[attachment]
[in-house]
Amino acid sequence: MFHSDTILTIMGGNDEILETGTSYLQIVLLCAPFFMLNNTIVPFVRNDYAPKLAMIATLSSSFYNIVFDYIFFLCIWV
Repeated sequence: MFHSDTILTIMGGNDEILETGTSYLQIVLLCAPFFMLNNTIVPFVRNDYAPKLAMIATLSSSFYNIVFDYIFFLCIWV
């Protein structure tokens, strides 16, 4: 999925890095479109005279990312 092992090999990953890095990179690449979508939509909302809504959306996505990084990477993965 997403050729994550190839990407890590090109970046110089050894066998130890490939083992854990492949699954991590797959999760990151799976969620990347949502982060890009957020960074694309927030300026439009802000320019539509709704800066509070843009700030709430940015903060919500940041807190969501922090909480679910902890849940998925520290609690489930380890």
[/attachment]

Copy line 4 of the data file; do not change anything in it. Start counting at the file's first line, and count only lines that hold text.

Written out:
């Protein structure tokens, strides 16, 4: 999925890095479109005279990312 092992090999990953890095990179690449979508939509909302809504959306996505990084990477993965 997403050729994550190839990407890590090109970046110089050894066998130890490939083992854990492949699954991590797959999760990151799976969620990347949502982060890009957020960074694309927030300026439009802000320019539509709704800066509070843009700030709430940015903060919500940041807190969501922090909480679910902890849940998925520290609690489930380890």